#MSSen: POTUS Trump heads to Mississippi today in support of Hyde-Smith

 

CLARION LEDGER – Roger Wicker: We all agree on a better Mississippi. Cindy Hyde-Smith helps give us that.

This year’s Senate race has put a national spotlight on Mississippi, and the candidates vying to lead our state into the future. Throughout the election season, pundits seated in Washington and New York City have tried to weigh in on what is best for the Magnolia State.

Let me be clear: Sen. Cindy Hyde-Smith is the only candidate in this race who has worked hard recently to defend Mississippi’s conservative interests in Washington.

I am proud to have her on my team, and we need to vote for her again this Tuesday.

If you have listened to the talking heads lately, you may not have heard about the Cindy Hyde-Smith I have come to know. The national media wants their negative narrative to be true, to the detriment of the actual truth. Cindy has been an elected public servant for nearly 20 years. She is a small business owner, church goer, loving wife and mother. I have known her as nothing less than a tireless advocate for our state. She was on President Trump’s team early, and the president has been actively supportive of Cindy this year. His final campaign stops of the year will be in Tupelo and Biloxi on Monday night.

MADISON COUNTY JOURNAL – Editorial: No apology necessary

Calling Sen. Hyde-Smith a racist only diminishes the sacrifices and the real evil of racism that still exists that must be fought on every level.

It matters not so much now what the candidate “said” because whatever she ever says the door has been flung open for ridicule.

You see, this isn’t so much about the election on Tuesday — or the truth, for that matter — as keeping blacks voting Democrat for decades to come, especially Jim Hood for governor in 2019.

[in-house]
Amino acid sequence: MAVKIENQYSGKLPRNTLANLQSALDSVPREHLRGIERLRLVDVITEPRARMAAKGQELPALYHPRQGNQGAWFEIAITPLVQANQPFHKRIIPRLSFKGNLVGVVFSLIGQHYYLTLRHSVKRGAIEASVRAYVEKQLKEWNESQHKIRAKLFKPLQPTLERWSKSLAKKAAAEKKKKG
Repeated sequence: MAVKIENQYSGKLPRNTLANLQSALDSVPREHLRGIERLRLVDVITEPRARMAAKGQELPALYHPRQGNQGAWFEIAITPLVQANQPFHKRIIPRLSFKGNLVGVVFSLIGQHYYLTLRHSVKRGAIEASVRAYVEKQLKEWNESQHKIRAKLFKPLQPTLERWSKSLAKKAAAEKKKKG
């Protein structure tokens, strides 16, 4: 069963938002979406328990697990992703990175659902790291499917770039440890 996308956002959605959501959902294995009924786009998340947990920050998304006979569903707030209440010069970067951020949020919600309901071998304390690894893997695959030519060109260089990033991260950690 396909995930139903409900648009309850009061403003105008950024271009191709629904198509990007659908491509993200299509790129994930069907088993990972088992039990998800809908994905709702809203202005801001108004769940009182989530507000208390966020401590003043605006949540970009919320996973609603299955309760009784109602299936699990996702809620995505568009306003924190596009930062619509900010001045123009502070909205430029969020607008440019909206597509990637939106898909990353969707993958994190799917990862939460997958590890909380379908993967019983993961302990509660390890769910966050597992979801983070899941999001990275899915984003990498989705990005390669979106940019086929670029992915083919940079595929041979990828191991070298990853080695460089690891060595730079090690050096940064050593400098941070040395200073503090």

And to be sure, candidates and campaigns have to be prime-time ready to street fight with the left. There’s no excuse, but it is what it is, and now we have another cleanup on aisle 10.

What’s essential now just as it was with Sen. Cochran’s runoff is saving the U.S. Senate and giving President Trump the votes he needs to confirm Supreme Court justices and other nominees.

Mike Espy has his own baggage, but in the left’s postmodern world where the truth is relative, he could be a serial high school rapist like a certain justice was accused of being and still get elected.

So, despite how worn out we are by the negative ads and all the hullabaloo, the most important thing anybody can do is to go vote on Tuesday for Sen. Cindy Hyde-Smith.

#MSSen: McDaniel camp says it’s not behind robocalls

CLARION LEDGER – Hyde-Smith, Espy quiet on climate change, even though it could cause problems in Mississippi

But you won’t hear about it on the campaign trail in the final days before Tuesday’s Senate runoff election.

Republican U.S. Sen. Cindy Hyde-Smith has hitched her campaign to President Donald Trump, who has repeatedly expressed doubt about climate change. His administration has pushed to loosen environmental protections and last year announced the United States would pull out from the landmark Paris climate agreement.

Democrat Mike Espy also has been quiet on the topic, instead focusing on health care.

WTOK – Mike Espy stops in Meridian ahead of Tuesday run-off election

WTOK – Hyde-Smith campaigns in Meridian days before run-offs

WJTV – Alabama senator stumps for Mississippi Democrat

U.S. Sen. Doug Jones of Alabama is telling Mississippi voters that he and fellow Democrat Mike Espy could work together to be moderate voices and bridge the partisan divide in Washington.
 
Jones spoke Sunday evening on a conference call for the Espy campaign. Espy is a former congressman and former U.S. agriculture secretary. He is trying to unseat Republican Sen. Cindy Hyde-Smith in a special election runoff.

NBC NEWS – Mississippi Senate Election Runoff: Mike Espy hoping for a Doug Jones-style upset of Cindy Hyde-Smith